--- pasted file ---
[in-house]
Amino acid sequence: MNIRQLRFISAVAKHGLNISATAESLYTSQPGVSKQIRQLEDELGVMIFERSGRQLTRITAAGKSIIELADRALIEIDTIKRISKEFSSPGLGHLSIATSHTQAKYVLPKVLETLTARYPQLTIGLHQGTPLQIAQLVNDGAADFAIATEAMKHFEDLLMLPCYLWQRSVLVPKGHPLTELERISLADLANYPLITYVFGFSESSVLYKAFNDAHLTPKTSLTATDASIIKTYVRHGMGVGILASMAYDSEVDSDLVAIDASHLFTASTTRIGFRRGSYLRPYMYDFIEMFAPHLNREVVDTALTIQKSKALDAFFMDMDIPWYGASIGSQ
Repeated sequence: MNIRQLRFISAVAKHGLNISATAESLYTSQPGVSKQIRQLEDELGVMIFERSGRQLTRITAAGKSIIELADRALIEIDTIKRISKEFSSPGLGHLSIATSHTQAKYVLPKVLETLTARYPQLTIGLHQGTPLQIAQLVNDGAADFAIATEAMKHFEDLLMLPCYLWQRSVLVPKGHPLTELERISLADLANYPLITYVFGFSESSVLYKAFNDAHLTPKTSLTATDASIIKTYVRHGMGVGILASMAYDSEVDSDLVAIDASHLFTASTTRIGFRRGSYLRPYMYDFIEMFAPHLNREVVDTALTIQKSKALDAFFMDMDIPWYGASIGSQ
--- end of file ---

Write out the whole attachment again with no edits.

[in-house]
Amino acid sequence: MNIRQLRFISAVAKHGLNISATAESLYTSQPGVSKQIRQLEDELGVMIFERSGRQLTRITAAGKSIIELADRALIEIDTIKRISKEFSSPGLGHLSIATSHTQAKYVLPKVLETLTARYPQLTIGLHQGTPLQIAQLVNDGAADFAIATEAMKHFEDLLMLPCYLWQRSVLVPKGHPLTELERISLADLANYPLITYVFGFSESSVLYKAFNDAHLTPKTSLTATDASIIKTYVRHGMGVGILASMAYDSEVDSDLVAIDASHLFTASTTRIGFRRGSYLRPYMYDFIEMFAPHLNREVVDTALTIQKSKALDAFFMDMDIPWYGASIGSQ
Repeated sequence: MNIRQLRFISAVAKHGLNISATAESLYTSQPGVSKQIRQLEDELGVMIFERSGRQLTRITAAGKSIIELADRALIEIDTIKRISKEFSSPGLGHLSIATSHTQAKYVLPKVLETLTARYPQLTIGLHQGTPLQIAQLVNDGAADFAIATEAMKHFEDLLMLPCYLWQRSVLVPKGHPLTELERISLADLANYPLITYVFGFSESSVLYKAFNDAHLTPKTSLTATDASIIKTYVRHGMGVGILASMAYDSEVDSDLVAIDASHLFTASTTRIGFRRGSYLRPYMYDFIEMFAPHLNREVVDTALTIQKSKALDAFFMDMDIPWYGASIGSQ